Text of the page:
you for inquiring about the potential application of the Virtual Retinal
Display as an assistive device for people with low vision. Many people
with low vision, their family members, and friends are looking for assistive
devices and techniques to enable improved performance of daily visual tasks
at home, at work, and in the community. We believe that the technology
of our Virtual Retinal Display can provide an important new tool for people
with low vision. At this point the technology is in prototype stages. With
further refinements and miniaturization we are working toward making this
technology available as personal use products by people with low vision.
We are working with our corporate partner to make products commercially
available to the public soon.
The Virtual Retinal Display
VRD, as we call it, is a completely new way of creating images upon the
retina of the human eye. The VRD was invented and patented here at the
Human Interface Technology Laboratory (HIT Lab) on the campus of the University
of Washington by Dr. Thomas A. Furness III, the director of the laboratory.
Dr. Furness was recently honored as the recipient of the 1998 DISCOVER
Magazine Award for Technological Innovation in the SIGHT category. Perhaps
your interest in the VRD came from publicity resulting from this award.
Instead of using the eye to focus on a video screen or a computer screen,
our new VRD scanner technologies converts these electronic messages and
"paints" images such as pictures and print directly onto the retina. We
believe that the VRD will be a useful low vision aid for people who have
a broad variety of eye conditions that cannot be improved via standard
eye care procedures or by many currently available low vision aids.
How the VRD Works
VRD uses a very narrow beam of scanned light to enter the eye. If the optics
of one's eye are impaired or otherwise create distortions, we can pass
VRD laser beams through many of these problem areas and onto the retina.
To illustrate, eyeglass wearers with low vision who have tried the VRD
report seeing the exact same quality of image both without their eyeglasses
and when viewing through any portion of the lenses of their glasses, including
any bifocal or trifocal lenses. Once the narrow VRD beam has passed through
one's glasses and the iris of one's eye, the scanning feature of the VRD
causes the beam to widen on its path to the retina. When the image reaches
the retina it is about 30 degrees wide. While this is more than sufficiently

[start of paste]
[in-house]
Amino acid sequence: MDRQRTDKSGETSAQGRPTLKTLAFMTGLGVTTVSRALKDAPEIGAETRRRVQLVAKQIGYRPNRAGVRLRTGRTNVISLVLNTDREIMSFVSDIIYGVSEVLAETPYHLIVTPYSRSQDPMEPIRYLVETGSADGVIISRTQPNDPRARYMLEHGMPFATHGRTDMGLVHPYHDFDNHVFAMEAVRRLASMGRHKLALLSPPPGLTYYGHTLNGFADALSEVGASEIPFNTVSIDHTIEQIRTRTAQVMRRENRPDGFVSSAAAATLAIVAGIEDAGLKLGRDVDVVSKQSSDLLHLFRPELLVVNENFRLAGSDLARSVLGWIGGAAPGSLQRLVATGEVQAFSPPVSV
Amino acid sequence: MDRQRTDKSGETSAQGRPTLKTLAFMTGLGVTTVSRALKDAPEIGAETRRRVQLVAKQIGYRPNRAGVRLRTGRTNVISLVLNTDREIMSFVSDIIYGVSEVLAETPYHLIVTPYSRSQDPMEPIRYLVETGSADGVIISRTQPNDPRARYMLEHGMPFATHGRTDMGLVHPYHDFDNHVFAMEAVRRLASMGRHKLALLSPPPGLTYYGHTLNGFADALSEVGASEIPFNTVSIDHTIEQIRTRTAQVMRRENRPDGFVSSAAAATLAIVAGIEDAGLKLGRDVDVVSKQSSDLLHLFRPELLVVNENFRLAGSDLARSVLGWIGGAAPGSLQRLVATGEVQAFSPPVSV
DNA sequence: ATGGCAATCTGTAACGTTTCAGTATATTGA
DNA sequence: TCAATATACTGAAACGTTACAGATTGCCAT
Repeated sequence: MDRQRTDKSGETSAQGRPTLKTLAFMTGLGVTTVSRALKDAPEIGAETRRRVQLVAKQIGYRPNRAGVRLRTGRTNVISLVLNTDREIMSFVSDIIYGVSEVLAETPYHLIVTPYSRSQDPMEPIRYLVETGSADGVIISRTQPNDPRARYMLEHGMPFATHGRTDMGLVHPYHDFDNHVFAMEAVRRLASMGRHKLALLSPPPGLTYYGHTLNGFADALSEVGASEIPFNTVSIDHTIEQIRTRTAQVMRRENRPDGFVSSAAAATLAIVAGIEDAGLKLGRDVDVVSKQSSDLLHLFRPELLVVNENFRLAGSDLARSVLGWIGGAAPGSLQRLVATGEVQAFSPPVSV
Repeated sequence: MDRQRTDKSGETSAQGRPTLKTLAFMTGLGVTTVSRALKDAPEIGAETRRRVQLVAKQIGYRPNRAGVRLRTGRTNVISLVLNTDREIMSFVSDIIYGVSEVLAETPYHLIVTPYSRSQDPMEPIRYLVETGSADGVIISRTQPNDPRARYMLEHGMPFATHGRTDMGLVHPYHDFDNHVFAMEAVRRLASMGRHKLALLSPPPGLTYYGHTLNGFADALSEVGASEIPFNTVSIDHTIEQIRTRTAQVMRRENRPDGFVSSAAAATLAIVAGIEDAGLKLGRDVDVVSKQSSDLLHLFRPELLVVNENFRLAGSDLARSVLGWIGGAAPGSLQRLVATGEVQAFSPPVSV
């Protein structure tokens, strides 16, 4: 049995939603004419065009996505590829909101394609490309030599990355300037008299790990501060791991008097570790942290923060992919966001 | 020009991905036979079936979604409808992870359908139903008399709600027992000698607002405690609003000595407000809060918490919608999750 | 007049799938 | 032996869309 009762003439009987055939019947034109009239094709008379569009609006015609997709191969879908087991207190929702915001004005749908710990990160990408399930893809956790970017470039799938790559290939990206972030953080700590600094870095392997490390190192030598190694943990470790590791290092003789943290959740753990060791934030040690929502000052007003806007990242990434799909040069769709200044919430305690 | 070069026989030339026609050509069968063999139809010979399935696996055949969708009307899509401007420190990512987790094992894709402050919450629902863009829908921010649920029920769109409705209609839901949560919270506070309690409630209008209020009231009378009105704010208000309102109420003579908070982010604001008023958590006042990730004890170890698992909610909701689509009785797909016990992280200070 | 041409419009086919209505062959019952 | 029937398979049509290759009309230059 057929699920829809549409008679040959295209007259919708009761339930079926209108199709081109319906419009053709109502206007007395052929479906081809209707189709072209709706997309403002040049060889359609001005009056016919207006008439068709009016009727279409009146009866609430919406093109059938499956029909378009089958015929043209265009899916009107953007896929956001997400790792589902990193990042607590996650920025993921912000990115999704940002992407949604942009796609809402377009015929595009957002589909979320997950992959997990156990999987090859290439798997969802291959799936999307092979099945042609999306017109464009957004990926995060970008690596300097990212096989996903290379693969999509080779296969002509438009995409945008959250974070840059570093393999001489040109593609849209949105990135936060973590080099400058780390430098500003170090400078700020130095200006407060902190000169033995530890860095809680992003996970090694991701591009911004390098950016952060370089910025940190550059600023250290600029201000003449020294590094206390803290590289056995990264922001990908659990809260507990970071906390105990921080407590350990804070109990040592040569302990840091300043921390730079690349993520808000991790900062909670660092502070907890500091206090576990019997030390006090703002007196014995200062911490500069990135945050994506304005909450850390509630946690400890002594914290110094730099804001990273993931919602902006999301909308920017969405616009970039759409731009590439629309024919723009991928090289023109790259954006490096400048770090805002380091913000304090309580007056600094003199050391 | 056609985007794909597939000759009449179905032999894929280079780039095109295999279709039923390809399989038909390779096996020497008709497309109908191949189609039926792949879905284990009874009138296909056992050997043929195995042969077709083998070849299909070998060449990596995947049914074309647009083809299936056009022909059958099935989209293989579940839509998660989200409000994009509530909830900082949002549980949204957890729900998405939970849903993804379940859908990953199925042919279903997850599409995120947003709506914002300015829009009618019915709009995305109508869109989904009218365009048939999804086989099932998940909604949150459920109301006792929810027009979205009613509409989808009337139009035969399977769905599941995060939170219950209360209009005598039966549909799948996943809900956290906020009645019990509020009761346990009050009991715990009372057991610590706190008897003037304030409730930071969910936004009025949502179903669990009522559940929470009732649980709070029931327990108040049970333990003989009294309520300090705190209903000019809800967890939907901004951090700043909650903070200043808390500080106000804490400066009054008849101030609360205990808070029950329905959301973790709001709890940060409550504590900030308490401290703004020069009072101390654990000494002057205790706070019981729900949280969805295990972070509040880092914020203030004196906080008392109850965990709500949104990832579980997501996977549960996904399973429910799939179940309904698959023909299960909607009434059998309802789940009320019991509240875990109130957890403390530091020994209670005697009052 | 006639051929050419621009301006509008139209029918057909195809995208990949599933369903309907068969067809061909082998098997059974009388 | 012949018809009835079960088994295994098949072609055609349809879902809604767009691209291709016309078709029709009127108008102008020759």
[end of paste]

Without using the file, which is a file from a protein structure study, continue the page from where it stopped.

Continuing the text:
wide for reading, we are working ways to increase this width for some applications.
If the retina of one's eye is impaired, we can use the VRD to provide an
image that is much sharper and can be controlled to be much brighter than
other displays. Since the VRD does depend upon the reception of an image
by the retina and a functioning optical nerve pathway in the brain, the
VRD will not work for people who have complete loss of retinal or optic
Who Can Benefit from the VRD
to the Washington State Department of Services for the Blind, about 93,000
people in Washington State and 4.4 million people the United States currently
have useable vision that is amenable to improved visual functioning via
appropriate low vision aids and techniques. By the year 2020, this number
will swell to about 159,000 in Washington State and 7.6 million people
in the United States. We are confident that the VRD has the potential of
being a significant low vision aid for a wide range and large number of
Future Developments with the VRD
present status of our research in the application of the VRD for low vision
is exciting, but preliminary. Our current laboratory versions of the VRD
are bulky and must be operated by our engineers. We have tested the VRD
with a large number of people with a variety of visual disorders. We have
promising data that shows the VRD can be a significant low vision aid for
many people, yet we need to learn more about the applicability for several
other kinds and degrees of low vision. Our primary job right now is to
secure additional funding from business or government agencies to help
us do more tests and design improved VRD devices with perhaps individualized
applications for people with of low vision. We have been very fortunate
and have some funding from the National Science Foundation, a Federal government
research agency, to help us in our initial development work.
partner of the Human Interface Technology Laboratory is a Seattle firm
called Microvision. Microvision
is hard at work developing VRD products for medical and military applications
as well as high quality, inexpensive, and compact versions of the VRD.
We hope these versions will be adapted for use by people with low vision
and made available as products to the public soon. We are working with
Microvision toward this end.
know that people with low vision are anxious to use technological breakthrough
devices and we are doing our best to assure that future versions of the
VRD will be available for users soon. We ask for your patience as we carry
out our research with low vision subjects from state and local agencies.
Information about future VRD studies for low vision persons in the Seattle
metro area will be accessible on this web site. We are sorry that
we cannot begin to fulfill the many requests we have by individuals with
low vision to try the VRD. Our progress will be posted on our web
site that can be accessed on the Internet at www.hitl.washington.edu.
If you have ideas for helping our research efforts, either with funding
or technology, please email us at the links below or send us a letter at
Interface Technology Laboratory
University of Washington
Seattle, WA 98195-2142